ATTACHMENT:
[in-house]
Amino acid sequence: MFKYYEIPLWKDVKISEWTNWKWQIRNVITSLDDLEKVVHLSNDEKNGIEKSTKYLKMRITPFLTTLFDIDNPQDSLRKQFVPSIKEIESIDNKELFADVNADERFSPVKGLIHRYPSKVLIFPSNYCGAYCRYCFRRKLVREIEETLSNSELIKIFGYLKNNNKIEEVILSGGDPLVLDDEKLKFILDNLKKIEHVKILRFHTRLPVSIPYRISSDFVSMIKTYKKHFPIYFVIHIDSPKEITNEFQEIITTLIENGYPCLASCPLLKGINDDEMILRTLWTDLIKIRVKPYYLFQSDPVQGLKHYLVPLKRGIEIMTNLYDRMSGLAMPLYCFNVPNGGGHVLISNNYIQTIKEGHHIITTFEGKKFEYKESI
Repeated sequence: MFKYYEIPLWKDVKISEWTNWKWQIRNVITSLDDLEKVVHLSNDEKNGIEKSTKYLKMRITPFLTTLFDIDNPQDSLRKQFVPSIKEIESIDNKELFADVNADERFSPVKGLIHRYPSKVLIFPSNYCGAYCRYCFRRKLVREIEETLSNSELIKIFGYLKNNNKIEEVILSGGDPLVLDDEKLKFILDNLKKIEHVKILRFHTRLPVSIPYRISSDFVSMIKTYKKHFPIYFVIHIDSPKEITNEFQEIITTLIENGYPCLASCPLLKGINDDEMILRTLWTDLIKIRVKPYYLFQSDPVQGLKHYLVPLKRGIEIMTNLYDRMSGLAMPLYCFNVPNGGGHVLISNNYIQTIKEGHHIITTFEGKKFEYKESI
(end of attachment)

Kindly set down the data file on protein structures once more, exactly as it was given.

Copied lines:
[in-house]
Amino acid sequence: MFKYYEIPLWKDVKISEWTNWKWQIRNVITSLDDLEKVVHLSNDEKNGIEKSTKYLKMRITPFLTTLFDIDNPQDSLRKQFVPSIKEIESIDNKELFADVNADERFSPVKGLIHRYPSKVLIFPSNYCGAYCRYCFRRKLVREIEETLSNSELIKIFGYLKNNNKIEEVILSGGDPLVLDDEKLKFILDNLKKIEHVKILRFHTRLPVSIPYRISSDFVSMIKTYKKHFPIYFVIHIDSPKEITNEFQEIITTLIENGYPCLASCPLLKGINDDEMILRTLWTDLIKIRVKPYYLFQSDPVQGLKHYLVPLKRGIEIMTNLYDRMSGLAMPLYCFNVPNGGGHVLISNNYIQTIKEGHHIITTFEGKKFEYKESI
Repeated sequence: MFKYYEIPLWKDVKISEWTNWKWQIRNVITSLDDLEKVVHLSNDEKNGIEKSTKYLKMRITPFLTTLFDIDNPQDSLRKQFVPSIKEIESIDNKELFADVNADERFSPVKGLIHRYPSKVLIFPSNYCGAYCRYCFRRKLVREIEETLSNSELIKIFGYLKNNNKIEEVILSGGDPLVLDDEKLKFILDNLKKIEHVKILRFHTRLPVSIPYRISSDFVSMIKTYKKHFPIYFVIHIDSPKEITNEFQEIITTLIENGYPCLASCPLLKGINDDEMILRTLWTDLIKIRVKPYYLFQSDPVQGLKHYLVPLKRGIEIMTNLYDRMSGLAMPLYCFNVPNGGGHVLISNNYIQTIKEGHHIITTFEGKKFEYKESI